Target has unveiled a series of "adaptive apparel" products — made specially for kids and toddlers living with disabilities — for its Cat & Jack lines, which will be available starting Oct. 22.
In an effort to make getting dressed easier, Target’s internal design team created the 40-item assortment with features like side and back snap and zip closures and hidden openings for abdominal access, the company said in a blog post. This summer the retailer unveiled Cat & Jack designs taking into account sensory sensitivities.
Items in the adaptive lines come in toddler and children's sizes, with prices ranging from $4.50 to $39.99, and most items under $19.99, the company said.
Cat & Jack, unveiled by Target last year as part of its effort to update its private label apparel and home goods, has surpassed the $2 billion mark to be one of Target’s largest brands ever, the company reiterated on Wednesday.
Target developed the line (which replaces its mainstay Cherokee and Circo kids labels) by consulting feedback and opinions from a range of children. The retailer is incorporating technical design as well as fashion chops to appeal to parents with children who struggle with itchy tags and hard-to-master closures and pockets, something that came out of the company's ongoing consumer research, according to a blog post.
Judging by efforts to double-down on its "cheap chic" merchandise differentiation, Target seems unwilling to cede much to Amazon or anyone when it comes to home decor and apparel, which outgoing executives earlier this year said account for about $26 billion in sales.
Merchandise differentiation has been a key Target strategy since it lost a bruising price war with Walmart in the 1980s. In addition to partnerships with designers and brands, Target is working hard to bolster its own brands. It has plans to roll out 12 new labels over the next 18 months, using the same research and design approach applied to developing its successful Pillowfort and Cat & Jack kids lines.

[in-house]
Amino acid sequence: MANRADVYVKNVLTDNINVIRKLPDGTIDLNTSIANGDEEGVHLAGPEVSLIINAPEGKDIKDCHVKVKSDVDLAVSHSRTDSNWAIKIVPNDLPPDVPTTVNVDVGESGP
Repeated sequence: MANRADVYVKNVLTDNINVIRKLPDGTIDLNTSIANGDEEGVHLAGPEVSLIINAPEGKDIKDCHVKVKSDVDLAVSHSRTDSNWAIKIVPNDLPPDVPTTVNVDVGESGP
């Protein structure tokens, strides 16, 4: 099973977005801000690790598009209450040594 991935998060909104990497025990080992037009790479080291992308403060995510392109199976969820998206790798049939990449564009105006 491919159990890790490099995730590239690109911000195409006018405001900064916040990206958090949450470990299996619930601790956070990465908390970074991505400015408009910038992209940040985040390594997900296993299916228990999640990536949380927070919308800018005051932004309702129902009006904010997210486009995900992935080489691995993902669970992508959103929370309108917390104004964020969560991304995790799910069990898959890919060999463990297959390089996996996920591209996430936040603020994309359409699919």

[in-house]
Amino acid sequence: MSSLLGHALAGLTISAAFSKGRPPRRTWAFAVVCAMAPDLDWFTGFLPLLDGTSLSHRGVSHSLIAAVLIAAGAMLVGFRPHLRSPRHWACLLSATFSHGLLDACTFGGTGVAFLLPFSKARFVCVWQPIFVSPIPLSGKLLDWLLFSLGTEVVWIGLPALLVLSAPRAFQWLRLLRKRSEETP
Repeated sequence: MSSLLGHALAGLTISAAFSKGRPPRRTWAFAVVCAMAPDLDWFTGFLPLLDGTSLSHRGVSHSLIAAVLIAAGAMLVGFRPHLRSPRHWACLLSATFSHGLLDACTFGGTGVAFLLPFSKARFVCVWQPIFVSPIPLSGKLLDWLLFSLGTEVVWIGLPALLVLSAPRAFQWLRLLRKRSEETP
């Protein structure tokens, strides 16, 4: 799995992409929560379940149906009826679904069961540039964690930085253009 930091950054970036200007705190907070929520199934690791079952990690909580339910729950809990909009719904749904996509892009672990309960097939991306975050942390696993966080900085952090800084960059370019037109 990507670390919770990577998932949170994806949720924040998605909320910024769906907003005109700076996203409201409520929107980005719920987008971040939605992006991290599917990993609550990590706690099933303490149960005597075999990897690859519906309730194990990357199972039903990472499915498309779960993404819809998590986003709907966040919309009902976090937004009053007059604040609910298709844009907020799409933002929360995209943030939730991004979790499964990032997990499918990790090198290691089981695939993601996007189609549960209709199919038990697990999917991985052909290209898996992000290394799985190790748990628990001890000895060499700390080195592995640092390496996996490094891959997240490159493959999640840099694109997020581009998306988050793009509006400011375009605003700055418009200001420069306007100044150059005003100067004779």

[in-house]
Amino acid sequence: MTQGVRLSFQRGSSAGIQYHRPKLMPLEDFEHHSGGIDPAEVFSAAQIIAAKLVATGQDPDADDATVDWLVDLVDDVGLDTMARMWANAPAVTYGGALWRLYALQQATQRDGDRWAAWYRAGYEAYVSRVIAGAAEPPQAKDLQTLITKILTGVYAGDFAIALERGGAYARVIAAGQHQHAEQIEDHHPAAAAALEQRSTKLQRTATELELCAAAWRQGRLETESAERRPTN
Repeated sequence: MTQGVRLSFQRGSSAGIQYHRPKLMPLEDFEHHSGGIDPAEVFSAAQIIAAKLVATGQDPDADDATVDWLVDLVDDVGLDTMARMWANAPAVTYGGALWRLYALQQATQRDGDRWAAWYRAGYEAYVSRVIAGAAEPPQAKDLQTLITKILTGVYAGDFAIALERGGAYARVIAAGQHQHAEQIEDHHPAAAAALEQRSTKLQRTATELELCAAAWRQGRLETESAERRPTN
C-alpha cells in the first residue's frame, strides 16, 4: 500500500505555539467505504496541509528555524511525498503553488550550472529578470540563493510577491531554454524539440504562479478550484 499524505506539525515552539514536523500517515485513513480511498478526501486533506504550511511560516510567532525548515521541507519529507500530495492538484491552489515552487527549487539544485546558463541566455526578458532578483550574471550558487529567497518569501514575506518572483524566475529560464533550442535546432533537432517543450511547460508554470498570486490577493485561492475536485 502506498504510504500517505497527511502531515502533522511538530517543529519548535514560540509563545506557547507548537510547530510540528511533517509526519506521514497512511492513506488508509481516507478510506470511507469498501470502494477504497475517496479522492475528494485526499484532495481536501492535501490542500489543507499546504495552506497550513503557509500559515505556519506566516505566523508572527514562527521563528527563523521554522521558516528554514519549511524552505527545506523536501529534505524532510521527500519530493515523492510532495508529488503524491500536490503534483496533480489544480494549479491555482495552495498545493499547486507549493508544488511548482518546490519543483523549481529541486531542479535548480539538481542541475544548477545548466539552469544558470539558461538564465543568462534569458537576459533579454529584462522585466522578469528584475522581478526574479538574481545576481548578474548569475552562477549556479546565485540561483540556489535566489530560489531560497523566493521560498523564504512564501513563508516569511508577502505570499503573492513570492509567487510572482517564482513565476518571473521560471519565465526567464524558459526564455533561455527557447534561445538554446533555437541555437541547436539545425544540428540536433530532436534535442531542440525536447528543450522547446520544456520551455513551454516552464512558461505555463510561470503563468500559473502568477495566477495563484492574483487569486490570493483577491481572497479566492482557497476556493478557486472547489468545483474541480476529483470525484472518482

"I think their goal is to build their in-house brands more," Maya Mikhailov, chief marketing officer and co-founder of GPShopper, told Retail Dive earlier this year. "Target was always known for design, earning the moniker 'Tar-zhay.' Their new streak appears to be focused on re-energizing that. It seems to be a natural extension of what their original brand promise was."
Sales from such merchandise have been able to bolster margins amid an emerging price war in consumables and grocery. Last month Target announced a series of price cuts to those goods, an effort to get the word out that it's willing to play on that field. While Target has a reputation for being higher priced than Walmart, that’s not quite true, according to Profitero vice president of strategy and insights Keith Anderson.
"I don’t know that they really struggle to compete on price the way some people perceive them to," Anderson said. "Target does carry items closer to the 'better' and 'best' category, but on exactly the same item, Target really is competitive. People walk into Walmart and walk out pleased about the prices, and people walk into Target and walk out with things they hadn’t planned on buying, so they perceive Target as more expensive.”